powered by AFI
The working titles of this film were Panther Squadron 8 and Panther Squadron. The film's credits are preceded by a partial image of the issue of The Saturday Evening Post with James A. Michener's short story "The Forgotten Heroes of Korea." This image is followed by an onscreen dedication to "the remarkable men who run the machines of war" and an acknowledgment of the two articles on which the film was based. The following written statement accompanies the end credits: "Made with the cooperation of the Department of the Defense and the United States Navy, with particular appreciation to Commander Air Force, U.S. Pacific Fleet, and the officers and men of his command."
According to an August 1953 Variety item, M-G-M's production head Edward J. Mannix and Paramount's production head Don Hartman worked out an agreement whereby the plots of Men of the Fighting Lady and The Bridges at Toko-Ri (see entry above), both based on similar James A. Michener stories, would not "look alike on the screen." Although shot in early 1954, The Bridges at Toko-Ri was not released until February 1955. As noted in a September 1953 Army Archerd Hollywood Reporter column, Paramount agreed to delay their film's opening so as to not compete with M-G-M's release.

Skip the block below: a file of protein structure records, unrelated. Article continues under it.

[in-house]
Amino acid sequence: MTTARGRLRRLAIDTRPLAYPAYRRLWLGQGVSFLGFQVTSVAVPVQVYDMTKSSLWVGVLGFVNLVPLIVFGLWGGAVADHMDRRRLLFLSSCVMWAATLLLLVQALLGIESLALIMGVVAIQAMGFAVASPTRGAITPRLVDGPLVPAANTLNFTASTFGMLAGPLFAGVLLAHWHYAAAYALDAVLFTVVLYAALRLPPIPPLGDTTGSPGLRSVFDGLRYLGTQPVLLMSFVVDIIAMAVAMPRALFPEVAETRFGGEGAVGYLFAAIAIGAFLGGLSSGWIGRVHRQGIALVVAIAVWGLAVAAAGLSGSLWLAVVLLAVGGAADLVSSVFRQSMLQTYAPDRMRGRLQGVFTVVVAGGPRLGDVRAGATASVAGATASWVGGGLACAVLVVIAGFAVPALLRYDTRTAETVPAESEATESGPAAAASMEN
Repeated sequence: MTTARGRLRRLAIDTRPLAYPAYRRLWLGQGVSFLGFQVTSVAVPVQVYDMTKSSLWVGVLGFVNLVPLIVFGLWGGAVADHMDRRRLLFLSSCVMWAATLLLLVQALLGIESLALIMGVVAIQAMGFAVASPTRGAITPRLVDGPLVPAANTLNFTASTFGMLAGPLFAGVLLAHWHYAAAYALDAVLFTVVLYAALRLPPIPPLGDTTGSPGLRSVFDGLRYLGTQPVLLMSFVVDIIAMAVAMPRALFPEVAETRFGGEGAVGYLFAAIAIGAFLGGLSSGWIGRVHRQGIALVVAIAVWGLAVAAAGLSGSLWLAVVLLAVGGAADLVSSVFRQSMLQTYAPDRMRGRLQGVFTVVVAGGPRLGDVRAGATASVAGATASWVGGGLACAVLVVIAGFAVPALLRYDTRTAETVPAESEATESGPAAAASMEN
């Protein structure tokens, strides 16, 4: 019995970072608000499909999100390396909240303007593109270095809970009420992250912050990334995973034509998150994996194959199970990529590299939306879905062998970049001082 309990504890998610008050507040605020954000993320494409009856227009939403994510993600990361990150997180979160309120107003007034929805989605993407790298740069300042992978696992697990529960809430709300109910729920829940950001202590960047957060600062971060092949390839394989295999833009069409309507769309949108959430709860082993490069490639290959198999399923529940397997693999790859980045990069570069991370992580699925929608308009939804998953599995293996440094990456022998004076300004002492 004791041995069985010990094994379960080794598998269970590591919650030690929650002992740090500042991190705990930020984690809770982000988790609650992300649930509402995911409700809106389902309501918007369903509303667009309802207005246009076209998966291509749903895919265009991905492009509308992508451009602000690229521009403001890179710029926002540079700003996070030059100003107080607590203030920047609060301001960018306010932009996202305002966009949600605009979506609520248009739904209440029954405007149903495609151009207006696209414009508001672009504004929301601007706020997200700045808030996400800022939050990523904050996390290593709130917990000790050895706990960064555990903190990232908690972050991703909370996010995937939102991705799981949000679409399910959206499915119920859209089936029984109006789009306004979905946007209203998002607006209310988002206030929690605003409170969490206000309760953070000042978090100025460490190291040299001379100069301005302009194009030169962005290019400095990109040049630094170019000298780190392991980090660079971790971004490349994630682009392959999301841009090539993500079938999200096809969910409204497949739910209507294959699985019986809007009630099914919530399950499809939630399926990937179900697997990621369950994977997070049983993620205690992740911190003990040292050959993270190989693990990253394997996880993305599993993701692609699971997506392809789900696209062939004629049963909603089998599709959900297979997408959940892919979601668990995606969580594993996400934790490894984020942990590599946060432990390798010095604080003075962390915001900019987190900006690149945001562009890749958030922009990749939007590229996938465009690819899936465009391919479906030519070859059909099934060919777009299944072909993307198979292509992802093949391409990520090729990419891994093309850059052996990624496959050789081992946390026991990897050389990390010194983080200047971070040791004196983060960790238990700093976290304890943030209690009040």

According to August and October 1953 Hollywood Reporter news items, portions of Men of the Fighting Lady were shot on location aboard the Navy carriers Oriskany, anchored off the coast of San Francisco, and U.S.S. Princeton in San Diego, CA. A November 1, 1953 article in New York Times reports that the character "Paul Grayson" was based on Navy Commander Paul N. Gray, who was renowned for his daring low-level raids in Korea. Gray served as technical advisor on the film. The New York Times article adds that much of the film's aerial photography was "actual 16-millimeter camera-gun footage from the Navy's Korea file."